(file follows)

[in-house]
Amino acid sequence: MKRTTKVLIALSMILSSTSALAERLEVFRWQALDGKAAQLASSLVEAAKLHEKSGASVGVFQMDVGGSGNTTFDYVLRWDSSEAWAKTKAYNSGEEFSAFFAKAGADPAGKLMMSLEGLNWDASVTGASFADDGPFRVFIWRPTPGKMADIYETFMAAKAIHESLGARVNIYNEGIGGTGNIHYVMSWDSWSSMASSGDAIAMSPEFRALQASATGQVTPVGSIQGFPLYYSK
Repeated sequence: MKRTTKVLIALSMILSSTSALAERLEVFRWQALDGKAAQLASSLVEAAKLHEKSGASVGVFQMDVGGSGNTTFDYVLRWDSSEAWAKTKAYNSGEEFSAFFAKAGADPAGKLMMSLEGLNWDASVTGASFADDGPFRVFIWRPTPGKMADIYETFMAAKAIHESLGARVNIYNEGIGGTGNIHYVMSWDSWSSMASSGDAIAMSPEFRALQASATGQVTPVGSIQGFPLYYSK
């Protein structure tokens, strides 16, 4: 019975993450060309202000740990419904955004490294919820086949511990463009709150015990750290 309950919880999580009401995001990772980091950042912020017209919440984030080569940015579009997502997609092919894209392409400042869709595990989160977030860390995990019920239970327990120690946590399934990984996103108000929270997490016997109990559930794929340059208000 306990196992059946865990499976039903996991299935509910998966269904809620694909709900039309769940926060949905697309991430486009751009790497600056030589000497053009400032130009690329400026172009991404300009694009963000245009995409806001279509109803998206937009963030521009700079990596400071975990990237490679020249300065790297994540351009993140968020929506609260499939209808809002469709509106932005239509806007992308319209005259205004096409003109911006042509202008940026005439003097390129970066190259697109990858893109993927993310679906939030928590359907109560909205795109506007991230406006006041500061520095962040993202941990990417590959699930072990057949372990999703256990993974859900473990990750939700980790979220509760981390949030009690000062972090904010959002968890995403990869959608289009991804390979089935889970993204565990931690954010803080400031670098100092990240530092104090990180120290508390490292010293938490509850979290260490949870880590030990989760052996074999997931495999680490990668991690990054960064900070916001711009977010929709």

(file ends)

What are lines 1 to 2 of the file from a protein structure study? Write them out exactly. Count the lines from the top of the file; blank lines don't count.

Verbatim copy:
[in-house]
Amino acid sequence: MKRTTKVLIALSMILSSTSALAERLEVFRWQALDGKAAQLASSLVEAAKLHEKSGASVGVFQMDVGGSGNTTFDYVLRWDSSEAWAKTKAYNSGEEFSAFFAKAGADPAGKLMMSLEGLNWDASVTGASFADDGPFRVFIWRPTPGKMADIYETFMAAKAIHESLGARVNIYNEGIGGTGNIHYVMSWDSWSSMASSGDAIAMSPEFRALQASATGQVTPVGSIQGFPLYYSK